The Chicago Cubs are my idea of a quasi-family business. That phrase, “quasi-family business,” is one I invented decades ago, when I represented businesses founded by multiple people who weren’t related by blood or marriage, yet whose children grew up calling each of the other partners “uncle.”
It’s fairly obvious that manager Joe Maddon did an amazing job with the Chicago Cubs team, finally breaking the 108-year curse to win the World Series. One incident stood out in convincing me that he had not only converted them to a championship team, he had fashioned them into a quasi-family business.
As everyone who watched the final World Series game will remember, just after the final play of the seventh and final game, first baseman, Anthony Rizzo pocketed the ball he caught for the last out. He literally put the ball in his back pocket as he ran to the pitcher’s mound to join his teammates in celebrating the win.
A few days later he noted being told that the ball’s value could likely be between $1-3 million. Notwithstanding that, Rizzo gave the ball to Tom Ricketts, the owner of the Cubs. Rizzo said that Ricketts was the man who took the financial risk to build the Cubs organization and therefore deserved the ball. There was speculation that his purpose was to ensure that the ball would be secured for posterity, possibly in the Baseball Hall of Fame Museum.
I think the reason for Rizzo’s action was something more than that. For him to have kept the ball would have meant securing a personal financial advantage, off of the efforts of his teammates. That may be acceptable behavior in business generally. However, it is clearly unacceptable behavior as between family members in business.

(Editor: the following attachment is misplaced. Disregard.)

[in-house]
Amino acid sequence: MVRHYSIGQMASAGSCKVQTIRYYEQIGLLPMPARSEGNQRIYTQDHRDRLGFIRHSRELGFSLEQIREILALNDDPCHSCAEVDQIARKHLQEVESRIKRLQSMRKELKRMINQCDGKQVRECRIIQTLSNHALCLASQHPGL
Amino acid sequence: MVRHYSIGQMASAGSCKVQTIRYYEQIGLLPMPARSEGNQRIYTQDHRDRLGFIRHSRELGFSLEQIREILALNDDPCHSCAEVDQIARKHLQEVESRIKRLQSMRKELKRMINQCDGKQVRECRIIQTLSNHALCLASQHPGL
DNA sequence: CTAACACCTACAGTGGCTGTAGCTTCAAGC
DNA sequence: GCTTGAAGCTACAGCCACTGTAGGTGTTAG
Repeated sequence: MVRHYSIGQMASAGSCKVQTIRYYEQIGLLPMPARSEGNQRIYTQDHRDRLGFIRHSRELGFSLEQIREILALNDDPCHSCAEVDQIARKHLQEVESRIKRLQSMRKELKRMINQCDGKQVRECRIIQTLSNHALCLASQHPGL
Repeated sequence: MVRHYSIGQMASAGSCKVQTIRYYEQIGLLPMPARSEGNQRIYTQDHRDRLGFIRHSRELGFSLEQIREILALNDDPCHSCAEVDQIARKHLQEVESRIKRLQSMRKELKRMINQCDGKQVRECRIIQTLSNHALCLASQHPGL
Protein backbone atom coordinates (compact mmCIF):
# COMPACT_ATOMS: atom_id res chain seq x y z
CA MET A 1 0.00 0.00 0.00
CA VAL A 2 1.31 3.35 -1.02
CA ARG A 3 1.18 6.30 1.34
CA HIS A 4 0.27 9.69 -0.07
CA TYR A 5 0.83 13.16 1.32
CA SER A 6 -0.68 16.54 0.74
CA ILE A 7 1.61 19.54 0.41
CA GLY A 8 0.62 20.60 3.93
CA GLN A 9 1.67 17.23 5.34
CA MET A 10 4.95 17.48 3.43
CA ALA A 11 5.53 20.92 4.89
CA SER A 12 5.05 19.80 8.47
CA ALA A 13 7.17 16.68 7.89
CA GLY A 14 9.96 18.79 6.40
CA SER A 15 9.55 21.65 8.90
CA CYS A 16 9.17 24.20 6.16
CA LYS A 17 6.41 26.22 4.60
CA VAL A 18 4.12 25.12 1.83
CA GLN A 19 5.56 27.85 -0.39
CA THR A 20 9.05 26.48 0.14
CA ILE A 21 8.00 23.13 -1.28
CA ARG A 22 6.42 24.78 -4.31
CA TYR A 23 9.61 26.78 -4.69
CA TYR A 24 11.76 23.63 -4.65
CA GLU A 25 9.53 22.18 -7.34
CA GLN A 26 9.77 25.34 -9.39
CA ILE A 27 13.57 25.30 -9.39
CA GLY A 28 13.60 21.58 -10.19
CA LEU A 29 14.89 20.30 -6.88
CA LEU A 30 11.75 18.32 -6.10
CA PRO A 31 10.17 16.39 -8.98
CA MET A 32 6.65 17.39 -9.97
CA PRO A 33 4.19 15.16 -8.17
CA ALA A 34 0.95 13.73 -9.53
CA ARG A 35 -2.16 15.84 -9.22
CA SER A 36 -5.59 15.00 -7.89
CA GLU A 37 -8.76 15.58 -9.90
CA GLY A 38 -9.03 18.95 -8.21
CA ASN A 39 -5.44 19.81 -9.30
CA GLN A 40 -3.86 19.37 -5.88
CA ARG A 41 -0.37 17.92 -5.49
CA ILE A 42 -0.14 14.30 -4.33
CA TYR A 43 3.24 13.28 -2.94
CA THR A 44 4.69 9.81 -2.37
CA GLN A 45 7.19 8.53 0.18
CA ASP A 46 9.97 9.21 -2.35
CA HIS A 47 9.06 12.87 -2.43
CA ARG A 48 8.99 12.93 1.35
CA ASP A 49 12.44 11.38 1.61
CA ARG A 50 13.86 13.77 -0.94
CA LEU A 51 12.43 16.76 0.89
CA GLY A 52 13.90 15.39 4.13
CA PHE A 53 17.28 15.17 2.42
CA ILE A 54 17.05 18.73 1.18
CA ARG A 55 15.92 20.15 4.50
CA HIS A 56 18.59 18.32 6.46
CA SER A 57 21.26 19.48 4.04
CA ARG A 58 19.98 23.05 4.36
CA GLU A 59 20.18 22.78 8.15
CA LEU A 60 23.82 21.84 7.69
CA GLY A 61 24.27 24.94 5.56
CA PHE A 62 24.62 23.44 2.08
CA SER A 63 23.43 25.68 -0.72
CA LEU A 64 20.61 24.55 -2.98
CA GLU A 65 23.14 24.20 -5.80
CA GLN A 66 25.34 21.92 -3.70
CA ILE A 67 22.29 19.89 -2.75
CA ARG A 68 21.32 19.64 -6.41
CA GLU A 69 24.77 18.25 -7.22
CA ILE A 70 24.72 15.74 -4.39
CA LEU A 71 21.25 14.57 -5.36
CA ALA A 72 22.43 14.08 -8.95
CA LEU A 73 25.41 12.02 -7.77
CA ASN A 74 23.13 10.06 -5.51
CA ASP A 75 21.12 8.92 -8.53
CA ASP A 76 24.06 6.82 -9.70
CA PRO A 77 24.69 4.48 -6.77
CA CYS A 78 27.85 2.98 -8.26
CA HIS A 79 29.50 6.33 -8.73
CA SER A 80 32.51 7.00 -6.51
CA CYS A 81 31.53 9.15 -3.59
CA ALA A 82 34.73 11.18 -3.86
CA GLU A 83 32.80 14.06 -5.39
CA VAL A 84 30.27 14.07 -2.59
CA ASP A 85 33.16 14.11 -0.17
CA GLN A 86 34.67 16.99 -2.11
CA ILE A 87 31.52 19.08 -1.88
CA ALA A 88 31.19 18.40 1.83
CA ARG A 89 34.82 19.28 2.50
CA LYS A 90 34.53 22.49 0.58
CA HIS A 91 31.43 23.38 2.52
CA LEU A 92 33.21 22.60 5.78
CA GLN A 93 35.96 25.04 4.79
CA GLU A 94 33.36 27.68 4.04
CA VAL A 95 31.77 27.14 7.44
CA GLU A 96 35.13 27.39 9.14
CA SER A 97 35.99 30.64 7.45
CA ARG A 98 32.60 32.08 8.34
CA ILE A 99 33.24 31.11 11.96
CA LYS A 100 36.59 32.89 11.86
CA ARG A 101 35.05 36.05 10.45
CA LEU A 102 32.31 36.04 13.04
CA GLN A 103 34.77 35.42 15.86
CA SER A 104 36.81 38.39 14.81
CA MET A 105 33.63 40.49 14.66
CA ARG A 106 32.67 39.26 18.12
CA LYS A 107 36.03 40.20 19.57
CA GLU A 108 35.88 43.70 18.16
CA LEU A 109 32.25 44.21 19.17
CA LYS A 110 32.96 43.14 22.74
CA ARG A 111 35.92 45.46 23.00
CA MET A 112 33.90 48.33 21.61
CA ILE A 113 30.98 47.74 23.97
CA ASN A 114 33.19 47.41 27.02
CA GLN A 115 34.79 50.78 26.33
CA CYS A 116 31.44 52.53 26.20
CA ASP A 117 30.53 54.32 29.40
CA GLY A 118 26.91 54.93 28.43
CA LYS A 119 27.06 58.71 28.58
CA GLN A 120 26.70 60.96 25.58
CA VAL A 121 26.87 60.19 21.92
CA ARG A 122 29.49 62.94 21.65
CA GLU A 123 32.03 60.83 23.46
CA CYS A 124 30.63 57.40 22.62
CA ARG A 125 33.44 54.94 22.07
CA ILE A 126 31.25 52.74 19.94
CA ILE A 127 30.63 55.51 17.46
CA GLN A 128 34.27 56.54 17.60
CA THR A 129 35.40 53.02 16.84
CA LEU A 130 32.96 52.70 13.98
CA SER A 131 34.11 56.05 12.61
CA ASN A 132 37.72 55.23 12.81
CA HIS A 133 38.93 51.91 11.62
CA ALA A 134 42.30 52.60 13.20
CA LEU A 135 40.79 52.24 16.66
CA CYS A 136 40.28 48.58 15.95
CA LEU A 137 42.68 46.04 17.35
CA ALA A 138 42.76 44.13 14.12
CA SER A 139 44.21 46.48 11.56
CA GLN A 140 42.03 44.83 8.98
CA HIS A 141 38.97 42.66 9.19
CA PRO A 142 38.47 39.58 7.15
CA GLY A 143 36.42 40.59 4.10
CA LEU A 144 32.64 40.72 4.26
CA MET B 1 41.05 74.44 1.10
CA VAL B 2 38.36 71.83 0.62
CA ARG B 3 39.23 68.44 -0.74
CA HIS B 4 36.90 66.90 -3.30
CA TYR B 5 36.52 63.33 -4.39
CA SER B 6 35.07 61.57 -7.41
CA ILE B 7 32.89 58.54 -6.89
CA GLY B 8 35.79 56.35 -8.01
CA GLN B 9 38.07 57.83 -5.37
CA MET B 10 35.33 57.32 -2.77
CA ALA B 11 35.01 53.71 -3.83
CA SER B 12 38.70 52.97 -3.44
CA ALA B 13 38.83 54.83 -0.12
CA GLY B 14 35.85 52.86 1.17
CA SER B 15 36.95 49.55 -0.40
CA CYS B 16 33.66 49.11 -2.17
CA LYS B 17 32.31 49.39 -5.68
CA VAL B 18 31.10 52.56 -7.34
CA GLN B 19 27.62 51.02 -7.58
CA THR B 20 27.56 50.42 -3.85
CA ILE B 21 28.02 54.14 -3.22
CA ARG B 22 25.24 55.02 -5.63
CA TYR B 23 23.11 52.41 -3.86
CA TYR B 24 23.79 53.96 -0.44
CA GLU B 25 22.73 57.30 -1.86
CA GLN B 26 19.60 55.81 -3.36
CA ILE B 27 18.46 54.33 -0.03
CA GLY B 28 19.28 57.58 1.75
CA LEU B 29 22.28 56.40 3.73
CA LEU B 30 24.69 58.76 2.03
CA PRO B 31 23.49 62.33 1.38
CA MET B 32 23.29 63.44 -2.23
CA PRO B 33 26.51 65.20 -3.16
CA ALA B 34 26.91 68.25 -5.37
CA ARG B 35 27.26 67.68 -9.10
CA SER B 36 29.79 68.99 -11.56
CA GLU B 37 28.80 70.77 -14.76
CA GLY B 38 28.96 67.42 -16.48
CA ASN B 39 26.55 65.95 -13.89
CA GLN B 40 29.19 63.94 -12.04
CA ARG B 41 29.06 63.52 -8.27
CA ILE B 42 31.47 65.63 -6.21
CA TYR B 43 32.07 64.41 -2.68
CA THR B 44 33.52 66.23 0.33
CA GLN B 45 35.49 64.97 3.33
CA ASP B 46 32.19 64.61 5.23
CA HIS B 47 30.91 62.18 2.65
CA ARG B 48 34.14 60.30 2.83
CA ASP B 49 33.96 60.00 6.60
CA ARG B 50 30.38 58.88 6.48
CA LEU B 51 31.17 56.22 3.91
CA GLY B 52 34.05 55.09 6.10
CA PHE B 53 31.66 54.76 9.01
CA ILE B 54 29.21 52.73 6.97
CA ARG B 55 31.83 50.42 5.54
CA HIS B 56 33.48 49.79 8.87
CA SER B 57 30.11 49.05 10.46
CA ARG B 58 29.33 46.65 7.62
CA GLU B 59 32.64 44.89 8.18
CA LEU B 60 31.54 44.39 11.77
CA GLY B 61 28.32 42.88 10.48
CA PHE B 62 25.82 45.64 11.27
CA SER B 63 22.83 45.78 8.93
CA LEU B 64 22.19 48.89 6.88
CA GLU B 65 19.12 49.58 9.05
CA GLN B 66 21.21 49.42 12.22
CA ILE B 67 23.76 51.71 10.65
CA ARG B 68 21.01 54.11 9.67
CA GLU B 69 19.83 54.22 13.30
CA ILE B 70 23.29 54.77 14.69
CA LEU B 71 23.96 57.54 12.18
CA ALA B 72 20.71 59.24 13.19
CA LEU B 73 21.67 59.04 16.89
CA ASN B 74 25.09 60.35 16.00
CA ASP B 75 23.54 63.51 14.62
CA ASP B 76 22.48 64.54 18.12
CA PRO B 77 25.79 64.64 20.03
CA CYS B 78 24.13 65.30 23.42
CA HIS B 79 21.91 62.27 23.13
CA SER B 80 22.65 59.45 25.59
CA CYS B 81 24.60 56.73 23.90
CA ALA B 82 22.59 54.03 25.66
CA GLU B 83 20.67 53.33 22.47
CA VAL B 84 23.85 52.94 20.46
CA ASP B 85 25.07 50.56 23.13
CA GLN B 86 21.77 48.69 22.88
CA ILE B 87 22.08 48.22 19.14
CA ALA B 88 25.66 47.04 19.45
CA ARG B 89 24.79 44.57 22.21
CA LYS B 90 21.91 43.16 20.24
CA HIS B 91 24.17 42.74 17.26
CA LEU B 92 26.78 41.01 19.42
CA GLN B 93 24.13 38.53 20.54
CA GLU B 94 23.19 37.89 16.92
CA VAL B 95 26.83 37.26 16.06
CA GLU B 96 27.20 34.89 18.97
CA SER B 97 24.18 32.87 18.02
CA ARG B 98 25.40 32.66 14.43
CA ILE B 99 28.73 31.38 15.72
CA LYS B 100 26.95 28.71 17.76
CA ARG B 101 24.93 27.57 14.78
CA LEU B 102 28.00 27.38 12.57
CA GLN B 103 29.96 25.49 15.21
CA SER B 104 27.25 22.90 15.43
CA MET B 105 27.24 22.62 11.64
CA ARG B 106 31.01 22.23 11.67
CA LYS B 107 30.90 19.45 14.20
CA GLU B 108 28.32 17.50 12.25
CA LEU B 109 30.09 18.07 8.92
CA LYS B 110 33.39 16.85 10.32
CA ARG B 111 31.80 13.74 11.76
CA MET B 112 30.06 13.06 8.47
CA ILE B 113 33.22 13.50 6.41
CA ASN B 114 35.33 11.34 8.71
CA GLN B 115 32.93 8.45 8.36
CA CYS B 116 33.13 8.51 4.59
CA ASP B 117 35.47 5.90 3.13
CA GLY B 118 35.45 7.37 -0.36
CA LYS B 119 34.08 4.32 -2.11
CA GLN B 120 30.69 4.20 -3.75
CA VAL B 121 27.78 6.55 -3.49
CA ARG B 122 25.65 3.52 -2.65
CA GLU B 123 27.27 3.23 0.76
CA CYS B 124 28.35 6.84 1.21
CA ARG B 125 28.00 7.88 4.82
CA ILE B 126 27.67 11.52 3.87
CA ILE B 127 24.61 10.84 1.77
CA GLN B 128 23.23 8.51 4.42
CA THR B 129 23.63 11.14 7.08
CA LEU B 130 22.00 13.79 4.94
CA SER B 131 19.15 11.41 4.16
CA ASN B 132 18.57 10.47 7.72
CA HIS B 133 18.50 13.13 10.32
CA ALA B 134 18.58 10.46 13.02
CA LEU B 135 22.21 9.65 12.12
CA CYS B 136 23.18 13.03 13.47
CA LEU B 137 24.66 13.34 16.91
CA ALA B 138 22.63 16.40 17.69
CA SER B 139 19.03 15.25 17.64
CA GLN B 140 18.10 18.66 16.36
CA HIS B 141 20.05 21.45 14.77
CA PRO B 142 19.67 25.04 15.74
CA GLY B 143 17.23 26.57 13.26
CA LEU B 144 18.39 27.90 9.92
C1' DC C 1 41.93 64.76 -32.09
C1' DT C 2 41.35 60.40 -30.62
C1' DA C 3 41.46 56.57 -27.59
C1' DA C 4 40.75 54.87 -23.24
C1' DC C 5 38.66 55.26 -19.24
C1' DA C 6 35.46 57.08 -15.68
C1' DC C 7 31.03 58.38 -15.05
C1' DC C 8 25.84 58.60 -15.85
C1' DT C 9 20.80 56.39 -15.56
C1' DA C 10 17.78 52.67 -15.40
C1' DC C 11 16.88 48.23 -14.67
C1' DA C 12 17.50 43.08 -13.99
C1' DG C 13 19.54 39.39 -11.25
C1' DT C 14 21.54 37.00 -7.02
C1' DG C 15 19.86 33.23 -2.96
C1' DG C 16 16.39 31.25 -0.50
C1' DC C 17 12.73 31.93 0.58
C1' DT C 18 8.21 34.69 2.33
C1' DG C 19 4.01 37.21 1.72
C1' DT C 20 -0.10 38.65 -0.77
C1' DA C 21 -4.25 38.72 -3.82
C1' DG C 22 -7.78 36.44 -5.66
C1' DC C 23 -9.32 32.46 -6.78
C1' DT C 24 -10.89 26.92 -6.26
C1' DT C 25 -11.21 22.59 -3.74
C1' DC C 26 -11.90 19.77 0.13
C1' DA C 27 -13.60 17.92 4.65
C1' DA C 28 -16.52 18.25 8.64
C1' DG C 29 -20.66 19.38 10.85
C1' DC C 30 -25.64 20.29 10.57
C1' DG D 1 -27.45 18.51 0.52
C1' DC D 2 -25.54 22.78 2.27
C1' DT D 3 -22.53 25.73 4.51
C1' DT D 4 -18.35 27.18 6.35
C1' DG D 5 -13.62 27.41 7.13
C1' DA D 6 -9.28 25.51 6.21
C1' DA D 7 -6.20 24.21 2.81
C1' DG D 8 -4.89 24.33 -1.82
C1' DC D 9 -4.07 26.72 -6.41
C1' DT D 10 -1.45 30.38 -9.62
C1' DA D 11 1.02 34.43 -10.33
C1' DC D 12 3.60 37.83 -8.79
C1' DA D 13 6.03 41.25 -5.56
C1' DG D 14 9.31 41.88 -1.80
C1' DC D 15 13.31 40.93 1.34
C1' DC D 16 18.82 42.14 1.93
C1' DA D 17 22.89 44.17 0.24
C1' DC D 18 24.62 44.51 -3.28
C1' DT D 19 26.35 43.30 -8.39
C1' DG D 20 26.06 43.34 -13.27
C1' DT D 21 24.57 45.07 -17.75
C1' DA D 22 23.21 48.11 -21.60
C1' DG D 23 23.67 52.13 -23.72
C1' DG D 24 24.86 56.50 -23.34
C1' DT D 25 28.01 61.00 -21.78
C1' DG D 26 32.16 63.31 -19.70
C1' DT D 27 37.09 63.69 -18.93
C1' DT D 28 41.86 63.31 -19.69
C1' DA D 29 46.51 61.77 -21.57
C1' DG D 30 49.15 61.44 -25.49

Rizzo’s action reflects a feeling that no one person was either responsible for the win nor could benefit personally to the exclusion of his team family members. Therefore, without taking anything away from Rizzo’s magnanimous gesture, I believe Joe Maddon’s greatest success was in re-creating the Cubs team as a quasi-family business. It helped them win the World Series and helped them act elegantly in their success. It is a great lesson for other businesses and business leaders.
Lloyd Shefsky is a consultant to family businesses, retired Clinical Professor (and founder of the Center for Family Enterprises) at the Kellogg School, as well as the founder and president emeritus of the Sports Lawyers Association.